Tour Life Ain’t Cheap

Peter performning one of the stability and core strengthening exercises from the TPI training programme. Picture: Kestutis Anuzis

Peter performing one of the stability and core strengthening exercises from the TPI training programme.
Picture: Kestutis Anuzis

For every Rory McIlroy there are hundreds if not thousands of professional golfers who try to make it on tour.  In Ireland alone around a dozen amateurs turn professional every year.  In addition to the European Challenge Tour, there are several mini-tours which offer aspiring professionals a chance to put a card in their pocket every week.  However the pro-tours are not cheap to compete in, as Peter explains:  “An average week on any of the pro tours
in Europe will cost €1,000 at least [entry fees, travel and accommodation], tour school entry is €2,000 and that’s before you buy yourself a sandwich.  At no point would I moan about my time as a tour player, I achieved quite a lot in my career and it has led me to meet all the people that are now closest to me so there are no sour grapes.  Professional golf is an amazing occupation provided the path is clear for your schedule but more importantly your mind.   I could never jump the financial hurdle that would have allowed me to forget everything and send the ball where it needed it to go.  Travelling the world with your clubs to play the best courses week after week is a great experience but the bank balance was always lurking in the back of my mind.  It used make me sick to think of the emails and phone calls I had to make to a fantastic network of close friends I had around me to ask for sponsorship to keep the show on the road.”

Now 33, Peter can look back on his time on tour without the emotion of being actively involved and he described bow his time on tour came to an end: “in 2013, I had enough.  I had played 9 weeks in a row leading into tour school.  I had only planned to play 5 but I started to play well and got a top ten finish in Austria which meant an invite to the following week in Germany.  I played well again in Germany so it was off to France.  Luke (Dennehy) was on the bag for me in France, I started swinging the club a little loose and the course wasn’t exactly my type of course.  Where I would usually be practicing on the wet compact sand of Garretstown beach to hone my ball striking for tour school, I was starting to get a little concerned about my preparation for the following week.   Fast forward a week later, a missed cut in France.  I would usually have qualified with ease but this time, my stretch on the road caught up with me.  Lazy swings and a frustrated mind, the golfing walls closed in on me which was a great pity as I knew Luke was nearly more up for it than myself at the time.  I eventually missed the qualifying spots by 2 shots and knew at that time that I had had enough of this fight.”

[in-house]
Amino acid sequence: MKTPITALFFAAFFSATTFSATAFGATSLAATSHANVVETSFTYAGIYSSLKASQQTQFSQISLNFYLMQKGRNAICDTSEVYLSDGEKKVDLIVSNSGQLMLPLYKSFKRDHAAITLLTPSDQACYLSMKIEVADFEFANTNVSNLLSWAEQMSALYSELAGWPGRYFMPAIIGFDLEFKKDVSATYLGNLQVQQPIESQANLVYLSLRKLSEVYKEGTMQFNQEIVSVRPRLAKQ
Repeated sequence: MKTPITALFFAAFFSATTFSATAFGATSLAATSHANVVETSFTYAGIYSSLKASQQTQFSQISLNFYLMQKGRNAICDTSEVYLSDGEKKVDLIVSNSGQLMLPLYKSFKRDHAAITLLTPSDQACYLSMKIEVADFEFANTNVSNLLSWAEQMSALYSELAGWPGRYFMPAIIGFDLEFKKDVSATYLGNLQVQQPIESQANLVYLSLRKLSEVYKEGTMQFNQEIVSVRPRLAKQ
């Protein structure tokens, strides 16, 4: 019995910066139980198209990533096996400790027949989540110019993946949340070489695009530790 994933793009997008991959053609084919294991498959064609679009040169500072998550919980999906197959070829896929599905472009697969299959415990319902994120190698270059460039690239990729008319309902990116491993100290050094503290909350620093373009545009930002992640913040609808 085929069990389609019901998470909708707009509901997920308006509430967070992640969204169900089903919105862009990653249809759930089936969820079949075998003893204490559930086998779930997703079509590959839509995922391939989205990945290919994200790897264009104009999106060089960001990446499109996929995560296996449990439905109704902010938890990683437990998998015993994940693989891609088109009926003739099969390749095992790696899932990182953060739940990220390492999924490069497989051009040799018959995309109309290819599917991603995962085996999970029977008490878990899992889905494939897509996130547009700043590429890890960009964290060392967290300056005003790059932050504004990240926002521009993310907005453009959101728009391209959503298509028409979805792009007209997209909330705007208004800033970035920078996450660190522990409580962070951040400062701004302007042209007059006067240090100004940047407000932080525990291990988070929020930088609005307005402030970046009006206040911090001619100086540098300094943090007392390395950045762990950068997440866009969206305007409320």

Q School Challenges

Peter performning one of  exercises from the TPI training programme. Picture: Kestutis Anuzis

Peter performing one of exercises from the TPI training programme.
Picture: Kestutis Anuzis

“Being financially independent on tour has always been my biggest challenge and even now I meet young kids with huge aspirations and I don’t want to burst anyone’s bubble, but I can’t help thinking “I hope you know what you’re getting into”.  The financial challenge is immense. I have no doubt in my ability as a player, was I good enough to play on the European tour – Absolutely!  Do I have any regrets – No, I gave it my all.  I missed out for senior international cap in 2008 but I knew I was a better player than I was getting recognition for, I knew I had guts to compete at a higher level.  I entered European Tour school as an amateur, holed a 20 foot putt on the final green at St Anne’s links to qualify and I can still remember the elation, I was starting to move to a different level.  I practiced my tail off for the next two months before stage two in Jerez in Spain.  I was surprisingly comfortable, playing nicely I qualified 2nd at the stage qualifying for the final qualifying school in San Roque in Spain which would mean I would have at the very least a card on the European challenge tour.  In the space of a few months, I went from not making my international team to playing for a chance to play with the best players.  Final stage at the time was a little daunting, I wasn’t technically good enough and to be honest felt a little out of my depth.  I went to tour school 7 times during my career and looking back played some of my best golf under huge pressure, I enjoyed the feeling of pressure which I knew would stand to me.”

Part 1: Peter O’Keeffe, still in love with the game of Golf

Part 3: Luke Dennehy: Sports Specific Training the Way Forward

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